A new Nashville-based research and networking organization is bringing together an exclusive conclave of senior information technology executives to compare notes on overlapping business problems facing providers, payers and suppliers.
The aim of the Odin Group is to make the best and brightest minds in healthcare technology even better and brighter by encouraging them to exchange insights in a high-level series of meetings.
Each participating organization will pay $25,000 a year to have its top information executive sit in on the sessions three times a year, supported by Odin researchers and experts as the group of 42 tackles a short list of problems each year.
Eight information leaders were selected to serve on a governing board, which nominated another 34 to join them (See chart).
So far, 30 of the 42 have agreed to accept invitations that went out Feb. 5, said Daniel Nutkis, chairman of the Odin Group. The first meeting is scheduled for July 12 and 13.
Nutkis said a big problem in the industry is its provider, payer and pharmaceutical sectors are busy working on their own information-related challenges even though their spheres overlap.
Discussions of network-building in provider organizations, for example, are likely to mention in passing that links to payers are important. But there's no place for providers and payers to come together to trade intelligence on technology initiatives and mutual interests, Nutkis said.
The same goes for pharmaceutical companies that would be interested, for example, in what physician practice management organizations are doing, he said.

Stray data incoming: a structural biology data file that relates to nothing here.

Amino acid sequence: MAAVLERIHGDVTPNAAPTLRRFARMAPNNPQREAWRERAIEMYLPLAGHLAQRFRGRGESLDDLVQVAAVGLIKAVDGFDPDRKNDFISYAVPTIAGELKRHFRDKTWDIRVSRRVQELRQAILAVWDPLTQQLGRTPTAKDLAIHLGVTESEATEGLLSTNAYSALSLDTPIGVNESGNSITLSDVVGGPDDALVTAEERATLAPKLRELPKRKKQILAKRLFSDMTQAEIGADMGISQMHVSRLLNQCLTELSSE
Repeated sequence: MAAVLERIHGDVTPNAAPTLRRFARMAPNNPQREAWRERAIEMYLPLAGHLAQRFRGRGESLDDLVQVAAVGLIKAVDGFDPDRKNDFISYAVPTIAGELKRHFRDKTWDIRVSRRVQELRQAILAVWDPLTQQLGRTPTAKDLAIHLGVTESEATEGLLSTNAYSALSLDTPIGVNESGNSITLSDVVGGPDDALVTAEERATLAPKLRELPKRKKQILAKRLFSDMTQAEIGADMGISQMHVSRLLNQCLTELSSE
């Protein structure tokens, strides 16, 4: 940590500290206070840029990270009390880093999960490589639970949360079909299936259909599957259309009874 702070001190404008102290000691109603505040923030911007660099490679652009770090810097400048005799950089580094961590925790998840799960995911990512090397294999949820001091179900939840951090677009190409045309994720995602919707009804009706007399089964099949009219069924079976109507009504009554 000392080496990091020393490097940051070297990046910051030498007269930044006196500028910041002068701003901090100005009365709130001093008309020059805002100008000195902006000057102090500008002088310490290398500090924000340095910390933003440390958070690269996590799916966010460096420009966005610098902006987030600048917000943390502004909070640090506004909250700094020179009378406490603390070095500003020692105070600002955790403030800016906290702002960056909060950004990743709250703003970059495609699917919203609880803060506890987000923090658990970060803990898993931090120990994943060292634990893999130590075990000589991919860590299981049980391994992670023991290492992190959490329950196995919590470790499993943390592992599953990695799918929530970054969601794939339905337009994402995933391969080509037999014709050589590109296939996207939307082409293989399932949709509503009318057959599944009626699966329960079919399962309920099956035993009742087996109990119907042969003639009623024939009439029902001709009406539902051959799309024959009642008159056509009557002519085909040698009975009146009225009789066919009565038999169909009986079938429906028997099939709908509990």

"Healthcare is a very fractionalized and diverse industry," said John Parker Jr., senior vice president for information resources at SmithKline Beecham, the pharmaceutical giant now in merger discussions with Glaxo Wellcome. Parker, an Odin board member, said the venture was attractive for its potential to present "a holistic view between all the players."
Part of the challenge will be to make headway in establishing standards for transfer of information, which despite numerous efforts is "not coalescing very well," he said. "One could argue that the technology is moving faster than the ability of healthcare to make use of it."
As a hand-picked group of seasoned executives, the venture's so-called "knowledge collaboratives" would not have to be brought up to speed on technology issues but would be able to jump right into business imperatives, he said.
The resulting give and take will "serve to crystallize the requirements for a very broad utilization (of information technology) across the healthcare spectrum," Parker said.
Nutkis said the company would act much like organizations that do industry research on issues specifically for clients, such as Stamford, Conn.-based Meta Group.
Parker said his aim is not to keep a proprietary grip on the group's labors but rather to distribute them to the healthcare industry. "This is not a closed kaffeeklatsch," he said.